This project is focused on establishing a statewide framework to improve the hydrography mapping and stewardship in Alaska. This will be acheived through the creation of a statewide system to make digital mapping data updates accessible and affordable, and through the creation of a statewide hydrography mapping coordinator position to synchronize updates and guide hydrography mapping development. This framework will allow agencies and organizations to greatly improve their hydrography mapping data, as well as consume and uplift project level hydrography data that would not otherwise be incorporated.
Viable sockeye salmon populations are critical to the economy, culture, and freshwater ecosystems of Bristol Bay in Western Alaska, and it is unclear how populations might respond to warming temperatures during the critical life history stages of spawning and embryo incubation. The overarching goal of the project is to understand how temperature might influence population-specific patterns of embryo incubation, timing of hatching and fry emergence, and sockeye salmon embryo survival. By combining analyses of data from two large lake systems in the Kvichak watershed, laboratory rearing experiments to elucidate functional relationships, and simulation modeling, this project quantifies biological responses to changing...
Categories: Data, Project; Types: Map Service, OGC WFS Layer, OGC WMS Layer, OGC WMS Service; Tags: Academics & scientific researchers, CLIMATE CHANGE IMPACT ASSESSMENT MODELS, CLIMATE CHANGE IMPACT ASSESSMENT MODELS, DATA REFORMATTING, DATA REFORMATTING, All tags...
Concern about invasive species in Alaska is a growing concern, attracting attention from land managers, politicians and the public. Nearly half the new discoveries of invasive plants, animals, and insects in the state are reported by concerned individuals with a general interest in invasive species. The development of a mobile application for invasive plant identification and reporting will help enable the public to gather and share new invasive plant discoveries. This project will result in the development of a decision tool for identifying non-natives plant species, which will provide the foundation for the app. Project staff will also review user-submitted requests for identification assistance, review app-generated...
This project will produce an existing vegetation type map at 30m resolution for the entire Western Alaska LCC region. The lack of a consistently mapped vegetation data layer for Alaska has been identified as a primary road block for many conservation and management entities across the state. This project will address a number of the LCC conservation goals by addressing a baseline science need that is the foundation for current and future project within the region.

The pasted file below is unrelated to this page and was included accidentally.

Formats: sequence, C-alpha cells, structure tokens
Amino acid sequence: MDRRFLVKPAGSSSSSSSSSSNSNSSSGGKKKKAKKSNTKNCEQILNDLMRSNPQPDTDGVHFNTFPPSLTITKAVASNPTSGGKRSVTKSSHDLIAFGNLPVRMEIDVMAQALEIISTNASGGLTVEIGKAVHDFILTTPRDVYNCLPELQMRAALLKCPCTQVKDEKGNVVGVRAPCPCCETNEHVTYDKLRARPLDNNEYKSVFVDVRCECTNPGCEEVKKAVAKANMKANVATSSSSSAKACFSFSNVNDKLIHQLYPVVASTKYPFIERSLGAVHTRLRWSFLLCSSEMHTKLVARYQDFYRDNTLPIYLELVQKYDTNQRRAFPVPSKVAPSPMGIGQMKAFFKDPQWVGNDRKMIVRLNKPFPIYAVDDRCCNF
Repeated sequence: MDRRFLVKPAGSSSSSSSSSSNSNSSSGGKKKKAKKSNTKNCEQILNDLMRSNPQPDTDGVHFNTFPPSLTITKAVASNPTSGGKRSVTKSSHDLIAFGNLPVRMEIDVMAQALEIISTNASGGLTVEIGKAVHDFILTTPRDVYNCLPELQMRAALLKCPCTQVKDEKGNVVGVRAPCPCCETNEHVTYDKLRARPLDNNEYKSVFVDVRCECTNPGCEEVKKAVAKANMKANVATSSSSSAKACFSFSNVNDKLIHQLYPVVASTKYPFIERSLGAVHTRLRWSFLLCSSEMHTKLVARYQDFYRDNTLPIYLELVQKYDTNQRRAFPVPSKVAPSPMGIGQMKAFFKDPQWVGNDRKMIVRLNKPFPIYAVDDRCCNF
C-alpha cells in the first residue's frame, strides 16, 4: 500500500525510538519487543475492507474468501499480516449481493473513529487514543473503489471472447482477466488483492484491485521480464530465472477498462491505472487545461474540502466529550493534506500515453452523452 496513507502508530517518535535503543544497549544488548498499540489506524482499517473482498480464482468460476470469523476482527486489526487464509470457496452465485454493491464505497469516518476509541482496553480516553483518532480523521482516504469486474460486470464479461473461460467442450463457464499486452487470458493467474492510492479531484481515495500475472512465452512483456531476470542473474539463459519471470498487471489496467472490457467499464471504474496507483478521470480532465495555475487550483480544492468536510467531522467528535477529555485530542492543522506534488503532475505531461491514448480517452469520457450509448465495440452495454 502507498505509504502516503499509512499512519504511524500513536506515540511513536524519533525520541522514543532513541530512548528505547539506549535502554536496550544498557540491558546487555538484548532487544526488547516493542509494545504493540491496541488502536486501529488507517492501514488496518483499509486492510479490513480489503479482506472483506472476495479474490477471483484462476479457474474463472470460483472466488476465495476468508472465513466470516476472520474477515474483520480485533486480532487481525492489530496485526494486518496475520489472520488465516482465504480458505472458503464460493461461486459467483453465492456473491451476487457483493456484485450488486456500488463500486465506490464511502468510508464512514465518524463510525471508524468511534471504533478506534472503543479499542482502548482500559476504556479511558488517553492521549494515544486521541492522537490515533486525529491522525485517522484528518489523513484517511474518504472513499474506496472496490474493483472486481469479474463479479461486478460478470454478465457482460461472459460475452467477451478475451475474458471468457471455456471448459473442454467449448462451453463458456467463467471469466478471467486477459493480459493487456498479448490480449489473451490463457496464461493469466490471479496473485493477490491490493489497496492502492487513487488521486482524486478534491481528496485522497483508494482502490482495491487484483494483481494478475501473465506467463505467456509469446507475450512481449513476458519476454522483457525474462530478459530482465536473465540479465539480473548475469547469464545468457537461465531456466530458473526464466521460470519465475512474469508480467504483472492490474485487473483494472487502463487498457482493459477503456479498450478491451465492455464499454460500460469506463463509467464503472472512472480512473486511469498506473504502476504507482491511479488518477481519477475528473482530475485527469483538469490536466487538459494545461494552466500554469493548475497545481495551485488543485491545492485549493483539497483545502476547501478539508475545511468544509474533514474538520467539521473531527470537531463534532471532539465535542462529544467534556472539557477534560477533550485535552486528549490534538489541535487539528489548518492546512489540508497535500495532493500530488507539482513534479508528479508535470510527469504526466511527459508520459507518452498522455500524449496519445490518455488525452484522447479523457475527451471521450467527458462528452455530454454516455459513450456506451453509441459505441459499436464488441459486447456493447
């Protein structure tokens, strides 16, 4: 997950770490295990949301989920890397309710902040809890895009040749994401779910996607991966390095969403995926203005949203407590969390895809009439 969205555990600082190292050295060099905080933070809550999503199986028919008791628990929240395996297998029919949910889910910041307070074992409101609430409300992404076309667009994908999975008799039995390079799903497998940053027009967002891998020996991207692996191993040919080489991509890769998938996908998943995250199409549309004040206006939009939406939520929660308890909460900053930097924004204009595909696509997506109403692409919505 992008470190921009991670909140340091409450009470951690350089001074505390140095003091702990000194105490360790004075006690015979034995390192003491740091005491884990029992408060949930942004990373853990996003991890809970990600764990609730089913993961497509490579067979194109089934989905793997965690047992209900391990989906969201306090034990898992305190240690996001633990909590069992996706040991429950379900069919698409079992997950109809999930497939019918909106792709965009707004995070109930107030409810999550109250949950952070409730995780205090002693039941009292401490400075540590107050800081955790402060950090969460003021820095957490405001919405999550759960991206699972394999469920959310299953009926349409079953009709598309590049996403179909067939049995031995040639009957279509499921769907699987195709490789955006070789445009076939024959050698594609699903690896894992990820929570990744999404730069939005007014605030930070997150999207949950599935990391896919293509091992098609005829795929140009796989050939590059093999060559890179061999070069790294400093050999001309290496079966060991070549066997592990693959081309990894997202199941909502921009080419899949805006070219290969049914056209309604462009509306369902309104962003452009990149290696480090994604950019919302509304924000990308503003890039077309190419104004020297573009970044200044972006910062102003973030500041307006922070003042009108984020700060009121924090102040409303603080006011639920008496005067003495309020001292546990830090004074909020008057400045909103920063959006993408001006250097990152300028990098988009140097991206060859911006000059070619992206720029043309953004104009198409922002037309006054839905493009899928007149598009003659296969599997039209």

Nearshore bathymetry is a vital link that joins offshore water depths to coastal topography. Seamless water depth information is a critical input parameter for reliable storm surge models, enables the calculation of sediment budgets and is necessary baseline data for a range of coastal management decisions. Funding from the Western Alaska LCC resulted in the purchase of field equipment capable of shallow water measurements in rural settings, allowing collection of nearshore bathymetry around western Alaska communities.
Mid-winter icing events have the potential to lead to population declines of grazing caribou and to some species of small mammals due to reduced survival and reproduction associated with restricted access or lack of forage. Population-level effects of icing events remain unclear partly due to limited information on icing events in Alaska. The assessment results provide a baseline data set and remote sensing method, both of which have broad applicability, allowing the community of users to better understand the recent past, better link changes in ecological drivers and responses of wildlife populations, and aid in planning for the future.
This project provided systematic coastal habitat imagery and mapping for the Alaska Peninsula shoreline following the Alaska ShoreZone Mapping Protocol and made these products web-accessible. The completed mapping product is available on the ShoreZone website in a searchable dataset. Individuals and communities can query coastal habitat information for use in coastal zone planning. Mapped features include features such as shore types and morphology (e.g., dunes, beaches, and estuaries), intertidal biota (e.g., salt marshes, eelgrass beds, kelp beds) and man-made features (e.g., seawalls, docks). In addition to the dataset, the web-accessible, high resolution low-tide imagery (video and photos) complement the mapped...
Lack of complete snow cover for the past 3 winters in southwestern Alaska has forced agencies to postpone moose surveys due to the likelihood of underestimating the population/lack of comparability to previous surveys. Poor snow conditions lower the sightability of moose, yet, for most regions of Alaska, the variation in moose sightability during suboptimal conditions has not yet been quantified. Because scientists are predicting less snowfall in this region over the long term, we initiated research to estimate sightability correction factors (SCF_c) using radiocollared animals to apply to abundance estimates obtained via the GeoSpatial Population Estimator (GSPE) method. The Project Goal is to develop a model that...